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obtained from the Central Animal Resea- rch Facility at the National Institute of. Mental Health and Neurosciences (Ban- galore) were housed two per cage with.

Indian J. Psychit. (1990), 32(3), 273—275 T A R D I V E DYSKINESIA: A P O T E N T I A L NEW N E U R O C H E M I C A L ANIMAL M O D E L GH1TTARANJAN ANDRADE 1 N . PRADHAN*

SUMMARY Conventional neurochemical animal models of tardive dyskinesia are based upon the production of dopamine postsynaptic receptor supersensitivity by the chronic administration of neuroleptics. This study demonstrates that the same result is obtained by injecting Sprague-Dawley rats with a single ('high') dose of ipomorphine. It is hence suggested that apomorphine-induced time-dependant potentiation of dopaminepostsynaptic receptor response may be a more convenient neurochemical animal model cf tardive dyskinesia; related theoretical and practical issues are discussed briefly, as also the methodological differences between the present study and an earlier report.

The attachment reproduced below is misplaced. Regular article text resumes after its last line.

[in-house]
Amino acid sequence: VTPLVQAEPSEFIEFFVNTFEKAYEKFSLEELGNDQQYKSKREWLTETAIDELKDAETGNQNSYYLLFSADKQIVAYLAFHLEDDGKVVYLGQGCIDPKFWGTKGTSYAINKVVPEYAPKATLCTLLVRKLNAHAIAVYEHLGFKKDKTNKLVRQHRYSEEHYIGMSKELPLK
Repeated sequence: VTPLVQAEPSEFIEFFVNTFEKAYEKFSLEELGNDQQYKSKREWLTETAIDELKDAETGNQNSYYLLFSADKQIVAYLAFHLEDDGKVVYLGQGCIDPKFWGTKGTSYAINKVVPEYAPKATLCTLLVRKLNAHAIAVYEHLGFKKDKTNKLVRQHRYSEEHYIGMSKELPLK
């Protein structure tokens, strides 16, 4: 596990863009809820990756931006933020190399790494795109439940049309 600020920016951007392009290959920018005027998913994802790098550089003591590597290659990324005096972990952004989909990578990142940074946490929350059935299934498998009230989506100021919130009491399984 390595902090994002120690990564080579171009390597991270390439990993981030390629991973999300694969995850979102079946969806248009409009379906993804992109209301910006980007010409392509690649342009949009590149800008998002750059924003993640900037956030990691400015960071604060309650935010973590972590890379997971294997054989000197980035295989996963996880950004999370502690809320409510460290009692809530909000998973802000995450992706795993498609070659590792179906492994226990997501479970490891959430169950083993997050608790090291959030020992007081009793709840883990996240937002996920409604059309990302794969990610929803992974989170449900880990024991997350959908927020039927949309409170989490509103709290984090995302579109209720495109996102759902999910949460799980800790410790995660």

Animal models of h u m a n illness states are necessary to conveniently investigate pathophysiological processes. Available models for tardive dyskinesia (TD) are based upon the production of dopamine (DA) postsynaptic receptor supersensitivity (the putative neurochemical basis of T D ) by the chronic a d m i n i s t r a tion of neuroleptic drugs. This model is essentially neurochemical as in rodents, unlike as in primates, no movement disorder is a p p a r e n t (Goetz et a l . , 1983). It may h e n c e be a r g u e d that w h a t e v e r the means b y which such a change is elicited, the production of supersensitive D A postsynaptic receptors could constitute a neurochemical animal model of T D . The present study expands upon a n earlier r e p o r t ( A n d r a d e et al., 1990) that a single 'high' dose apomorphinc challenge produces time-dependant potentiation of D A postsynaptic receptor response, suggesting that restricted apomorphine challenge could replace the need for chronic neuroleptic administration in rodent models of T D . Methodology E i g h t e e n adult, male, Sprague-Daw1. Assist ml Professor 2. Additional Professor